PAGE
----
Alan Grayson, a hero to the left, recently lost his re-election campaign and just finished up his term. He was recently the subject of an interview with the NY Times, the so called paper of record.
While Congressman Grayson gave a very frank and (in my view) on the money assessment of the current state of the democratic party:
“What did the environmentalists see over the last two years?” he asked. “A proposed monumental increase in subsidies for nuclear power industry and offshore drilling.”
As for gay voters, he said: “What they got to see was a judge order that ‘don’t ask, don’t tell’ no longer be enforced and a Democratic president appeal that decision. That is what that constituency saw before Nov. 2.” (The law was repealed in the final hours of the 111th Congress.)
By Election Day, Democratic voters in many districts felt that they had no real choice, Mr. Grayson said.
“If you want people to support you, then you have to support them,” he said. “You have to think long about what you did for people who voted for you, made phone calls for you, who went door to door for you.”
The line that I found most telling of the interview was this one.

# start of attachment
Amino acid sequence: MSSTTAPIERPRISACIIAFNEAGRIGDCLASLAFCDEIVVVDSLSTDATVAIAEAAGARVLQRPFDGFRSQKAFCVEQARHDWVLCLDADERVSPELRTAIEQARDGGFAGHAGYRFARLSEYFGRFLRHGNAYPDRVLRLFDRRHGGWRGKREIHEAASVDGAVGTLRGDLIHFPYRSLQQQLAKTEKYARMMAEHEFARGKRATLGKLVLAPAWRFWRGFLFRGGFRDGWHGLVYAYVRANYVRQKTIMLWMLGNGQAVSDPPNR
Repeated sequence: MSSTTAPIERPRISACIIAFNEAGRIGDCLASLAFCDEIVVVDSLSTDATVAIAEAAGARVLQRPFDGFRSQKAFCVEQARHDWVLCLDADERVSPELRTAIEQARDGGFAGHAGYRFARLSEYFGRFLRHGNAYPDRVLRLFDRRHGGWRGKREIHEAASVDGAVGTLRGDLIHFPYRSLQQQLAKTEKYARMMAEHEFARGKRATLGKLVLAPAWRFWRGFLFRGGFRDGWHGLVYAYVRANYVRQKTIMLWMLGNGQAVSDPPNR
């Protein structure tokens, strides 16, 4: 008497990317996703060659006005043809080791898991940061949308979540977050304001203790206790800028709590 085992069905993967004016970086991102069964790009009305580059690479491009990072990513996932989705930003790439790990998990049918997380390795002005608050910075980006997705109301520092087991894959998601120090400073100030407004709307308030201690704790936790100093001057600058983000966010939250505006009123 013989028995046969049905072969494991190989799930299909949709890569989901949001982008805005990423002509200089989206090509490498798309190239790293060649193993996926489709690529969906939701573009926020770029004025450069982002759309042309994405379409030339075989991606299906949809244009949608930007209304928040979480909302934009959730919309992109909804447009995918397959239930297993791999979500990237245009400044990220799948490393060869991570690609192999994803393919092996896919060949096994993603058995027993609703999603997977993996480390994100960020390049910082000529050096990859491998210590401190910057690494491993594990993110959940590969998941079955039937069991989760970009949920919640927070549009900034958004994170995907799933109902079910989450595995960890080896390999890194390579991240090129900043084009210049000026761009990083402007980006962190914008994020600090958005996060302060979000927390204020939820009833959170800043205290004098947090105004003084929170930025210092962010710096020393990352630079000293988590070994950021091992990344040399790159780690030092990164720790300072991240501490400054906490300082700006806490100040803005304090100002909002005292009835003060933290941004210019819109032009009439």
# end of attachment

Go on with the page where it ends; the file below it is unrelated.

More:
He even gave his legislation provocative names, like the “The War Is Making You Poor Act,” which sought to reduce taxes by requiring the Defense Department to finance the wars in Iraq and Afghanistan within its relatively small annual budget. (It did not pass.)
How Mr. Barbaro and the NY Times editorial staff could of let such an amazing line slip by is beyond me. Not since the
Judith Miller fiasco, has such an outlandish line been printed in the Times. As has been pointed out, we spend about 50% plus on Defense. I did not look, but I wonder if you could find in the NY Times a story on how big Social Security is or maybe all of the money we spend on the department of education…
How telling for the current state of journalism.